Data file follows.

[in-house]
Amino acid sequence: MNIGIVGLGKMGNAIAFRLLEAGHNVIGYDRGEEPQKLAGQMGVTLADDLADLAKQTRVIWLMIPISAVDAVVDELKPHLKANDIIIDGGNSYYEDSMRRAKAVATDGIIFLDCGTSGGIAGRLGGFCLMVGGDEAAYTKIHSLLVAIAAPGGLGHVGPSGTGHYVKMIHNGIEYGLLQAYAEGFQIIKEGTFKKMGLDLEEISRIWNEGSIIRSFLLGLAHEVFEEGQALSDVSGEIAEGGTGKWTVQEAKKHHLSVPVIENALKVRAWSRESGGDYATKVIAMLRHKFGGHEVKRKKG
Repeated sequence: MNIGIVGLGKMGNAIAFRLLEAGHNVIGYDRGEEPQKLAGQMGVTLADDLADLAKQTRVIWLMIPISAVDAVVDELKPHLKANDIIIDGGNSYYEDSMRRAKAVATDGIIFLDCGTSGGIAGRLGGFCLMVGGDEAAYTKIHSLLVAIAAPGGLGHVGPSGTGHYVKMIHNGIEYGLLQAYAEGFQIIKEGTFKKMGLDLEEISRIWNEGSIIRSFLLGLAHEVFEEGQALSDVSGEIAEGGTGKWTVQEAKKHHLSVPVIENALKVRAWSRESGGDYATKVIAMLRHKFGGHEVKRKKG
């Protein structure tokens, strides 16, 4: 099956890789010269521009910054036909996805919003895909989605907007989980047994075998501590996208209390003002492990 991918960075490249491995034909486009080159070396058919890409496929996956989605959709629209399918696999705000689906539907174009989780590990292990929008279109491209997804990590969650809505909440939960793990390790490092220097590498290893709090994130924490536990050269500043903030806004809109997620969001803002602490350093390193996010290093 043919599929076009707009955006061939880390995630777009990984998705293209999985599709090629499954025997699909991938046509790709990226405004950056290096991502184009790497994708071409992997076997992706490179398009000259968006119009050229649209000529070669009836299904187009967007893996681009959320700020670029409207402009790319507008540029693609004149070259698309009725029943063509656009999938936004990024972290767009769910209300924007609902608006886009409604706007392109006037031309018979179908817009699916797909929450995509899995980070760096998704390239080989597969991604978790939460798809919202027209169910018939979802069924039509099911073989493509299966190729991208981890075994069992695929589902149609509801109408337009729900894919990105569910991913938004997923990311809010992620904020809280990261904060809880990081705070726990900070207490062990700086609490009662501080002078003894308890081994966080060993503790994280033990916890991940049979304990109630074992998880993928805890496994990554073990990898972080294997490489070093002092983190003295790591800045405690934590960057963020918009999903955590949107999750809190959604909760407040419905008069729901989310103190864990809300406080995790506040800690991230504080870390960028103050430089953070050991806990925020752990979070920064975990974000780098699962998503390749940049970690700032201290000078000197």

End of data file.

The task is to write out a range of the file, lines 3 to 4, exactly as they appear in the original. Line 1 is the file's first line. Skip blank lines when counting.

Repeated sequence: MNIGIVGLGKMGNAIAFRLLEAGHNVIGYDRGEEPQKLAGQMGVTLADDLADLAKQTRVIWLMIPISAVDAVVDELKPHLKANDIIIDGGNSYYEDSMRRAKAVATDGIIFLDCGTSGGIAGRLGGFCLMVGGDEAAYTKIHSLLVAIAAPGGLGHVGPSGTGHYVKMIHNGIEYGLLQAYAEGFQIIKEGTFKKMGLDLEEISRIWNEGSIIRSFLLGLAHEVFEEGQALSDVSGEIAEGGTGKWTVQEAKKHHLSVPVIENALKVRAWSRESGGDYATKVIAMLRHKFGGHEVKRKKG
């Protein structure tokens, strides 16, 4: 099956890789010269521009910054036909996805919003895909989605907007989980047994075998501590996208209390003002492990 991918960075490249491995034909486009080159070396058919890409496929996956989605959709629209399918696999705000689906539907174009989780590990292990929008279109491209997804990590969650809505909440939960793990390790490092220097590498290893709090994130924490536990050269500043903030806004809109997620969001803002602490350093390193996010290093 043919599929076009707009955006061939880390995630777009990984998705293209999985599709090629499954025997699909991938046509790709990226405004950056290096991502184009790497994708071409992997076997992706490179398009000259968006119009050229649209000529070669009836299904187009967007893996681009959320700020670029409207402009790319507008540029693609004149070259698309009725029943063509656009999938936004990024972290767009769910209300924007609902608006886009409604706007392109006037031309018979179908817009699916797909929450995509899995980070760096998704390239080989597969991604978790939460798809919202027209169910018939979802069924039509099911073989493509299966190729991208981890075994069992695929589902149609509801109408337009729900894919990105569910991913938004997923990311809010992620904020809280990261904060809880990081705070726990900070207490062990700086609490009662501080002078003894308890081994966080060993503790994280033990916890991940049979304990109630074992998880993928805890496994990554073990990898972080294997490489070093002092983190003295790591800045405690934590960057963020918009999903955590949107999750809190959604909760407040419905008069729901989310103190864990809300406080995790506040800690991230504080870390960028103050430089953070050991806990925020752990979070920064975990974000780098699962998503390749940049970690700032201290000078000197």